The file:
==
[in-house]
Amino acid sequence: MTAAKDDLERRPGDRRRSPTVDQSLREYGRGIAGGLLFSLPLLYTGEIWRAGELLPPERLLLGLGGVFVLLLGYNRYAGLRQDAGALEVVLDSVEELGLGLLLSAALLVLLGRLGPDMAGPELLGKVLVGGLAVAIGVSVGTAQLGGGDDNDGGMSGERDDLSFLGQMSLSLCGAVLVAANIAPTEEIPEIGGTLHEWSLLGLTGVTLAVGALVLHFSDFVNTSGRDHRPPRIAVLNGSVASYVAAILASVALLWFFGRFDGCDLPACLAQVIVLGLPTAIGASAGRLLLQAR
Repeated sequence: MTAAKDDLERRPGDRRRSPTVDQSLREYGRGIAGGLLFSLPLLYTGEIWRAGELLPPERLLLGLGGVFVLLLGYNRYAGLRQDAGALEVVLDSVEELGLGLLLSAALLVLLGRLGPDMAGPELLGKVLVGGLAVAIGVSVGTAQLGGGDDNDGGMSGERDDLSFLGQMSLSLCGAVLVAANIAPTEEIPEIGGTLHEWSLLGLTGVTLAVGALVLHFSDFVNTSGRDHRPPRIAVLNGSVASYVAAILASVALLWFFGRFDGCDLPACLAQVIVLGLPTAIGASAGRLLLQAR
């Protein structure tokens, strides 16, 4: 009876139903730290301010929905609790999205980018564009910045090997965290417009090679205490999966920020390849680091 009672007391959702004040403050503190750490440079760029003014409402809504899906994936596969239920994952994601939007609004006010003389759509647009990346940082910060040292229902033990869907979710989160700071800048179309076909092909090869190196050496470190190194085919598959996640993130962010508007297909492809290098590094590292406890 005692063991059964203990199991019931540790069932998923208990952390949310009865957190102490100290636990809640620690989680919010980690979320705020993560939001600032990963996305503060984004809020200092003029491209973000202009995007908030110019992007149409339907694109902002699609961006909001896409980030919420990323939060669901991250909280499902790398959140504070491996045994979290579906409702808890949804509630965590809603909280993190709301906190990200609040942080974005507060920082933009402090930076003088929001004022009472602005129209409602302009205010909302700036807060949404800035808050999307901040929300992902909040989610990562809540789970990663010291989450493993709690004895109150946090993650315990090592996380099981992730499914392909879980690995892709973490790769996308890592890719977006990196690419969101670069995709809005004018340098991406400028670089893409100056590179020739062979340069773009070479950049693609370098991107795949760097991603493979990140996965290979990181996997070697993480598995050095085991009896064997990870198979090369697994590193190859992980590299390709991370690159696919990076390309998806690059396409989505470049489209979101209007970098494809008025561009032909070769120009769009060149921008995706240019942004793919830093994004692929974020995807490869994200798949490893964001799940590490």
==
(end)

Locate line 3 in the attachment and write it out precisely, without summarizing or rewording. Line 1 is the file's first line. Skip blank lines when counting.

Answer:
Repeated sequence: MTAAKDDLERRPGDRRRSPTVDQSLREYGRGIAGGLLFSLPLLYTGEIWRAGELLPPERLLLGLGGVFVLLLGYNRYAGLRQDAGALEVVLDSVEELGLGLLLSAALLVLLGRLGPDMAGPELLGKVLVGGLAVAIGVSVGTAQLGGGDDNDGGMSGERDDLSFLGQMSLSLCGAVLVAANIAPTEEIPEIGGTLHEWSLLGLTGVTLAVGALVLHFSDFVNTSGRDHRPPRIAVLNGSVASYVAAILASVALLWFFGRFDGCDLPACLAQVIVLGLPTAIGASAGRLLLQAR